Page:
Moon Bros. is a musical project led by Matt Schneider, a former roommate of Ryley Walker. On his sixth record, These Stars, Matt’s ever shifting musical collaborators include Dan Bitney (Tortoise), Matt Lux (Iron & Wine), and Sam Wagster (Cairo Gang), with Brian Sulpizo (Health & Beauty) recording and mixing the record.
Yet another exciting new talent in the field of Americana; the sound of Moon Bros. seems to take its influences from the virtuosic talents of Nashville Session players, and that classic country sound. However, in the same mold as Ryley Walker or William Tyler, his time spent in the more expansive field of post-rock drips gently into the background of his compositions. Musically it’s delightfully minimal, offering little more than a blend of acoustic guitars, warm pulses of slide, minimal percussion and the odd blast of harmonica. The variety is provided by the songwriting which goes from classic Americana numbers to strutting flamenco and intricate folk picking.
Although originally from McHenry County, Illinois, Matt is now based out of the state’s largest city, Chicago. Chicago is home to over 2.7million residents, but if you include the entire metropolitan area, often referred to imaginatively as Chicagoland, it becomes over 10million people, making it the third most populous state in the United States. Chicago was incorporated as a city in the 1830’s and was for a number of decades the fasting growing city in the world. Chicago is often referred to as the Windy City, despite the fact there’s little evidence that it’s anymore windy than an average American city, some have suggested it’s more down to the citizens natural tendency to play up the achievements of their city, although we couldn’t possibly comment. Chicago was a major centre in the development of both Blues and House music, as well the “Chicago Style” of Jazz, due at least in part to the large number of Southern migrants who moved North from New Orleans. Chicago is also home to the Pitchfork website, and a number of huge alternative acts including Wilco, Tortoise and Andrew Bird.
Matt Schneider has been playing music for a long time, and in his teenage years was known as something of a guitar playing phenom. He claims his playing was so good that his teachers even allowed him to slack off in school in a similar vein to that of a top athlete. Matt spent time playing in bands such as Adhesive and Filament, whose sounds were all very different to the music of his solo career. Matt now essentially stays at home in Chicago, practicing his guitar and making albums, whilst focusing equally on other passions including his family and his carpentry. The first three Moon Bros. records have, rather remarkably in this day and age, been entirely lost. The next two, Dancehall Sound and Frijolillo are available online although they never received physical releases or much in the way of publicity. His sixth album, These Stars, was his first to receive anything in the way of an intentional release, or a promotional cycle, and came out earlier this month, on the excellent Western Vinyl records.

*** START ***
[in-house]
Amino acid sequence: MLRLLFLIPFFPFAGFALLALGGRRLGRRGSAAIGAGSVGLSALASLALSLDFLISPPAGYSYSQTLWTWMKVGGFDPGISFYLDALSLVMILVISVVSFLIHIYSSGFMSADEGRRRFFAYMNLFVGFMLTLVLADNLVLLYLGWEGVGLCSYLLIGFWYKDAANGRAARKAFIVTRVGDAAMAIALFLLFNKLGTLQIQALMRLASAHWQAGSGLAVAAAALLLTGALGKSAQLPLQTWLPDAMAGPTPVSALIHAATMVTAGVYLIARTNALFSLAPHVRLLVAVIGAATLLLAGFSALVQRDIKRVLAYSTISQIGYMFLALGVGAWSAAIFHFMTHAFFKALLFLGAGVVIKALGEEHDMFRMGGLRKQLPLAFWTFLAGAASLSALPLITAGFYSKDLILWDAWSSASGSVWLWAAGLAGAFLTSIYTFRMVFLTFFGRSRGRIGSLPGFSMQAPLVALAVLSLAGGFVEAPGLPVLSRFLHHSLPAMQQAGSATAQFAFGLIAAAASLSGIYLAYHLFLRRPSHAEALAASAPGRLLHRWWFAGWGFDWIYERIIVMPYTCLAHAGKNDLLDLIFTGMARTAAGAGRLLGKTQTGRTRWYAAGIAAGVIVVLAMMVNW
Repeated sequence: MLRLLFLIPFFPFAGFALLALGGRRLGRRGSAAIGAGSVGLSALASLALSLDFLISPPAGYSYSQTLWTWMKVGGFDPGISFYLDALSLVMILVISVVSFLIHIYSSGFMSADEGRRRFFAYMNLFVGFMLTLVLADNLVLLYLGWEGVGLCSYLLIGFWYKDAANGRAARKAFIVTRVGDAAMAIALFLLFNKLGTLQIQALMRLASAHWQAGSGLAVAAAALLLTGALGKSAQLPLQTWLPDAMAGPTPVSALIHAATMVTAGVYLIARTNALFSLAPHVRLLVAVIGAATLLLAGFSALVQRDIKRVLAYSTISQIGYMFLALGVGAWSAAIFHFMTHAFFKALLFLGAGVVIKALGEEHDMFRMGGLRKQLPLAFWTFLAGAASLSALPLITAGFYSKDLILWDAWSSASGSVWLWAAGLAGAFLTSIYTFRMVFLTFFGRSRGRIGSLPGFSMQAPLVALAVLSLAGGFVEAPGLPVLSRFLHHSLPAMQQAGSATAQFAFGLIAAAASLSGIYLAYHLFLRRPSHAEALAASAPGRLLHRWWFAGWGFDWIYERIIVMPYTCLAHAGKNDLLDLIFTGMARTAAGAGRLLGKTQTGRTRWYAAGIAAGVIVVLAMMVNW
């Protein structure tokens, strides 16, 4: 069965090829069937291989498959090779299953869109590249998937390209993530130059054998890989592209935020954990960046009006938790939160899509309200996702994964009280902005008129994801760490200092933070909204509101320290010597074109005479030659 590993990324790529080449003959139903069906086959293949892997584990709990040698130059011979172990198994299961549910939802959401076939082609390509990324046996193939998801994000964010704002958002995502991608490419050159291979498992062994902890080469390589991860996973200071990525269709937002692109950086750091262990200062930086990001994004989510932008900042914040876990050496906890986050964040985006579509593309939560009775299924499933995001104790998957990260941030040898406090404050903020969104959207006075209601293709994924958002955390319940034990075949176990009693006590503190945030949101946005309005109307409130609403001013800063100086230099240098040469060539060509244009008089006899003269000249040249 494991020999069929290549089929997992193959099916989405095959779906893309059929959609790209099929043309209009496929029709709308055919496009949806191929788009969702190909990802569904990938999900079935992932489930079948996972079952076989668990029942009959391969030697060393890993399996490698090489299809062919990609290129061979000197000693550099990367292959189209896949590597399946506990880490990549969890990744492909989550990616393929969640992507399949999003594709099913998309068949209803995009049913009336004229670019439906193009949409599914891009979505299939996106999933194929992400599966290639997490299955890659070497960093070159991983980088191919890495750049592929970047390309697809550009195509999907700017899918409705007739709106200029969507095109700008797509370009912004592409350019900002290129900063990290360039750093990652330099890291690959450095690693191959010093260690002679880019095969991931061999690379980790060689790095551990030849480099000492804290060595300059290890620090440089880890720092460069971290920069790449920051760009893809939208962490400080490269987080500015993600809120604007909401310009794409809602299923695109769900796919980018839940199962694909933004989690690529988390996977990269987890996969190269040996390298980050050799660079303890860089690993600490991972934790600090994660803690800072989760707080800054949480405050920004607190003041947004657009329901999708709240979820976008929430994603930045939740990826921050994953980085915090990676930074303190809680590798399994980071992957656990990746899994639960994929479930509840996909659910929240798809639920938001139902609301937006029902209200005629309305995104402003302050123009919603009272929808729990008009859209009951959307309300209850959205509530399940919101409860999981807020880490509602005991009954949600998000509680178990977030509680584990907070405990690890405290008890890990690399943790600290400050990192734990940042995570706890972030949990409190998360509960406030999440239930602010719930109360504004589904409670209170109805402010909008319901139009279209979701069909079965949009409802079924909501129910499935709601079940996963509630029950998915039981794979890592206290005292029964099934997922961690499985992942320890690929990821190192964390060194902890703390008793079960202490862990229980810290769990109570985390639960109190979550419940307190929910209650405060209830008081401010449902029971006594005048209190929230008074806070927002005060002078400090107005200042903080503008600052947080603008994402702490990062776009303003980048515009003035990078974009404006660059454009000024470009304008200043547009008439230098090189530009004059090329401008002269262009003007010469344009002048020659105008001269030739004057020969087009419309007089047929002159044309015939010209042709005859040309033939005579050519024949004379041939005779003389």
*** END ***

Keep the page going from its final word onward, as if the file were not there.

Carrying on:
The opening bars of The Stars, the opening track on the new Moon Bros. album sounds exactly, like Devendra Barnhart’s track This Is The Way; the words, the melody, the tone is entirely identical. One can only assume Matt has never heard the song, because from there he takes the whole track in an entirely different direction, but as a way of drawing our attention in, it works rather wonderfully. The track plays out on the warm tick of an acoustic guitar and gentle swells of slide guitar, the track nodding to fellow modern Americana protagonists The Low Anthem or The Acorn.
For the most of the record, These Stars sticks to a similar musical palette; rich, warm and elegant acoustic guitars, swathes of soaring slide guitar, and gentle percussive ticks. It’s sublime listening, perhaps easier to admire than love but for a hazy summer’s evening, there’s arguably been no better sound track released this year. Through the driving instrumental, El Conejo, the Spanish tinged Corrido, and Bert Jansch meets Appalachian folk of Blues, it’s a record that always sounds wonderful.
The highlights are arguably the moments where the songwriting evolves beyond the beautiful and into something with more bite and memorable hooks. Wool Blankets is a classic slice of Americana, a rhythm built around constantly pulsing hi-hats and expressive toms, guitars that rush by on rapid finger-picked lead lines and bright swells of slide. It’s arguably the track where the records comes closest to finding a sound entirely its own. Whilst Pitch, seems to the most personal number; building around trills of bright acoustic and blasts of harmonica, the voice has a delightfully human croak to it, and whilst the lyrics, “I loved you then”, merely hint at some past longing, there’s something about it that feels very raw and intimate. On this track there’s a touch of a more relaxed Micah P.Hinson about Matt, and it’s a place that seems to suit him, and one that could certainly be explored further in future releases.
A number of the best tracks on These Stars are instrumental, and arguably those tracks that do have lyrics don’t offer the listener much insight into the songwriter’s thinking anyway. It’s also arguable what new ideas this is really bringing to the genre, that said for the sheer quality of the playing fans of this style will be enthralled by this exquisite sounding record.
These Stars is out now via Western Vinyl. Click HERE for details of all upcoming Moon Bros. show.